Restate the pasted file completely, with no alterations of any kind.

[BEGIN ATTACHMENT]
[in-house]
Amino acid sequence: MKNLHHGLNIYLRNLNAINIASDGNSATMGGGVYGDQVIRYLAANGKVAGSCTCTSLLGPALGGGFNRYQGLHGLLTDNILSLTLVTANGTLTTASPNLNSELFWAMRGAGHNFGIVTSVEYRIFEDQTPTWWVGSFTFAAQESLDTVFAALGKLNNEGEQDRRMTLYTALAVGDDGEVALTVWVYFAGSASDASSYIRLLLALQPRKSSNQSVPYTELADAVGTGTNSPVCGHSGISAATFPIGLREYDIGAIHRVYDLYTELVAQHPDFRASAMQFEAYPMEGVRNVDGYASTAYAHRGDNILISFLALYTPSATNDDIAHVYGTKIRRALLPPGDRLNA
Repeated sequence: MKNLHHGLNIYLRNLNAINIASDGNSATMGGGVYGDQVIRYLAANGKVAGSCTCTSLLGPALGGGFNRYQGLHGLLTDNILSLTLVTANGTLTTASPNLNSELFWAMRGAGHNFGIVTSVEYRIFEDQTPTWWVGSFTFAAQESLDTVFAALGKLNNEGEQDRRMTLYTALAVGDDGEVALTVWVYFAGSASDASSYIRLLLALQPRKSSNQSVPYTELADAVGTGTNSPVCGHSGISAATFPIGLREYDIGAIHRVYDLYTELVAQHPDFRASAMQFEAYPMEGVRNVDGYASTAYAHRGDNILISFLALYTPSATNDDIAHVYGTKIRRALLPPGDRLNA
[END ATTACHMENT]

[in-house]
Amino acid sequence: MKNLHHGLNIYLRNLNAINIASDGNSATMGGGVYGDQVIRYLAANGKVAGSCTCTSLLGPALGGGFNRYQGLHGLLTDNILSLTLVTANGTLTTASPNLNSELFWAMRGAGHNFGIVTSVEYRIFEDQTPTWWVGSFTFAAQESLDTVFAALGKLNNEGEQDRRMTLYTALAVGDDGEVALTVWVYFAGSASDASSYIRLLLALQPRKSSNQSVPYTELADAVGTGTNSPVCGHSGISAATFPIGLREYDIGAIHRVYDLYTELVAQHPDFRASAMQFEAYPMEGVRNVDGYASTAYAHRGDNILISFLALYTPSATNDDIAHVYGTKIRRALLPPGDRLNA
Repeated sequence: MKNLHHGLNIYLRNLNAINIASDGNSATMGGGVYGDQVIRYLAANGKVAGSCTCTSLLGPALGGGFNRYQGLHGLLTDNILSLTLVTANGTLTTASPNLNSELFWAMRGAGHNFGIVTSVEYRIFEDQTPTWWVGSFTFAAQESLDTVFAALGKLNNEGEQDRRMTLYTALAVGDDGEVALTVWVYFAGSASDASSYIRLLLALQPRKSSNQSVPYTELADAVGTGTNSPVCGHSGISAATFPIGLREYDIGAIHRVYDLYTELVAQHPDFRASAMQFEAYPMEGVRNVDGYASTAYAHRGDNILISFLALYTPSATNDDIAHVYGTKIRRALLPPGDRLNA